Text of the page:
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How Do I Become a Parking Enforcement Officer?

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  • Written By: Dan Cavallari
  • Edited By: Bronwyn Harris
  • Last Modified Date: 23 November 2016
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It is not exceptionally difficult to become a parking enforcement officer, but you will need to graduate from high school or earn an equivalent qualification if you want to pursue this job. You will need to have basic math and communications skills, and to be well organized. In some locations, you may need to have a valid driver's license before you can be a parking enforcement officer, as you may need to operate various vehicles for patrolling parking areas. A knowledge of local laws and regulations regarding parking is a bonus, though you can learn such materials on the job as well.

If you are still in high school, it is a good idea to consult a guidance counselor to let him or her know that you are interested in a path to become a parking enforcement officer. Your guidance counselor may be able to set you up with a training program while you are still in school; if you are not in high school, you may be able to consult a career counselor or simply inquire about such positions at a local law enforcement station or office. Either way, be prepared to undergo some training if you want to become a parking enforcement officer.

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You will usually start with an entry-level position, which means you may spend several days, weeks, or months working with a more experienced parking enforcement officer who can teach you the skills you will need to conduct yourself properly on the job. You will need to learn how to fill out the proper paperwork, track vehicles, chalk tires, read meters and collect money from those meters, and drive various patrol vehicles. In some instances, you may need to pass exams that show you are prepared to take on the job.

Once you become a parking enforcement officer, you may need to undergo re-certification periodically, or you may need to advance to the next level of certification within a certain time frame in order to remain employed. While this position is not high paying, it is a good introduction to law enforcement, so if you intend to continue your career path in law enforcement by becoming a police officer, you will have gained valuable job experience as well as important connections within the law enforcement world. As a parking enforcement officer, it is important to remember that you will not be carrying weapons in most cases; you will need to undergo specific training for such certification.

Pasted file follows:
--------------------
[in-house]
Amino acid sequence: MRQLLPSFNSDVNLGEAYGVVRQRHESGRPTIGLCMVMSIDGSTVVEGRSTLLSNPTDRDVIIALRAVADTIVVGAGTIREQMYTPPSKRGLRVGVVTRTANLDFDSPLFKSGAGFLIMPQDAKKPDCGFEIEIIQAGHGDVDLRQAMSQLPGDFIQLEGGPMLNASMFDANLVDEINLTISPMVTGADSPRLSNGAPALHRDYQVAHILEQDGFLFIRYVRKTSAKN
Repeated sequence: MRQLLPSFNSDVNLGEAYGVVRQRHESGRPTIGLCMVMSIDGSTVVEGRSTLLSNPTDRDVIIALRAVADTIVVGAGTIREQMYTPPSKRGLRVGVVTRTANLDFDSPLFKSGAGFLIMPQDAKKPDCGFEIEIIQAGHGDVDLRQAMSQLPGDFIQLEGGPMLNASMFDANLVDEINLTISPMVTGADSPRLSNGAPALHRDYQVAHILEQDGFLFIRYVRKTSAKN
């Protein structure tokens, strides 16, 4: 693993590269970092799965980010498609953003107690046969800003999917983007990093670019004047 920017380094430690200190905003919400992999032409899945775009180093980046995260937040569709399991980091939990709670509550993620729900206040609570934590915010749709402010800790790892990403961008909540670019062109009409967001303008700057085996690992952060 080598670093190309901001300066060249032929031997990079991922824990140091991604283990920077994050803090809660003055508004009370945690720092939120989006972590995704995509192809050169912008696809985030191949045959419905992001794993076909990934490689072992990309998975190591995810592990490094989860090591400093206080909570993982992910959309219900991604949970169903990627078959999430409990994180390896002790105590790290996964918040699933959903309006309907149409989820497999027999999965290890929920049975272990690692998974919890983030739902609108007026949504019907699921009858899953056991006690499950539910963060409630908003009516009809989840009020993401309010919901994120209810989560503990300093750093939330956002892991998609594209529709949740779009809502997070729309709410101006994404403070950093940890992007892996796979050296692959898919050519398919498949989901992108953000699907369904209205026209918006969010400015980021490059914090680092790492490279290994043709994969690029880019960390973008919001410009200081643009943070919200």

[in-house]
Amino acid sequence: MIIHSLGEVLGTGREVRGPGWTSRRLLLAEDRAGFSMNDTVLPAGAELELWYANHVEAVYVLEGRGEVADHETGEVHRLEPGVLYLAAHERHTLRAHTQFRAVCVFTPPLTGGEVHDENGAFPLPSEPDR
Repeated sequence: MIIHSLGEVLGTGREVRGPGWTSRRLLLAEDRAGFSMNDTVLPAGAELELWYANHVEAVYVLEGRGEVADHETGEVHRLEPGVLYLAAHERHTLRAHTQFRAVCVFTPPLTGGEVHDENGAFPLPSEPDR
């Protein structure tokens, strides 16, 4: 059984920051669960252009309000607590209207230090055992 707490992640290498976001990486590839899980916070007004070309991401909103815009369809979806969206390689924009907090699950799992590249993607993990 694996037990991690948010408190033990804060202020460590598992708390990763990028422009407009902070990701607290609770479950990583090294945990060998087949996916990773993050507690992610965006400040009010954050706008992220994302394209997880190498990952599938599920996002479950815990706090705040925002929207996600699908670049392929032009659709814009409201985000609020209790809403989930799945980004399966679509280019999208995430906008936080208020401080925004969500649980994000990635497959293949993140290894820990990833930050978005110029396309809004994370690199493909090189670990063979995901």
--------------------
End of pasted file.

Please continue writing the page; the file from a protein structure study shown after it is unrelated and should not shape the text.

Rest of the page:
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Sporkasia
Post 3

Parking enforcement officers make mistakes like everyone else, so if you feel you wrongly received a citation then you can take your case to court the same as you could with a moving violation, and this article gives some good information about what you should present as evidence.

Rather than getting angry about a ticket, admit that you were wrong or prove that you did nothing illegal. Those are the two choices.

mobilian33
Post 2

Why are parking enforcement officers so rude? Most of us have jobs to do and we don't always like our jobs, but we manage to get through the day without taking out our frustrations on other people. I saw a story on the news about a police officer who gave out tickets everyday he worked. He was a traffic officer, so that was a big part of his job.

Even though he had given out thousands and thousands of tickets, he had never received a complaint in all of his years on the job. This is not only unusual; it is virtually unheard of. I mean, you could stop most people driving 30 miles am hour over the speed

limit and they would find a reason to file a complaint rather than admit they were wrong.

Anyway, after the officer's supervisor did a little investigating, he found that no one complained because the officer was so nice and pleasant when he gave the tickets. I wish more parking enforcement officers would take a page from this officer's book.

Laotionne
Post 1

I noticed recently that many of the men and women who work as parking enforcement officers in my town appear to be older people. I am not a shy person, so I started talking to one of the men the other day, and eventually I asked him how long he had been doing the job. As it turned out, he had been on the job less than a year.

The man was a retired school teacher. He said that after he retired he thought he would find plenty of work to keep him occupied around his house, but he soon got bored sitting at home. He applied to an ad he saw online and after an interview he was hired. He said that several of his coworkers were also retired from other professions.

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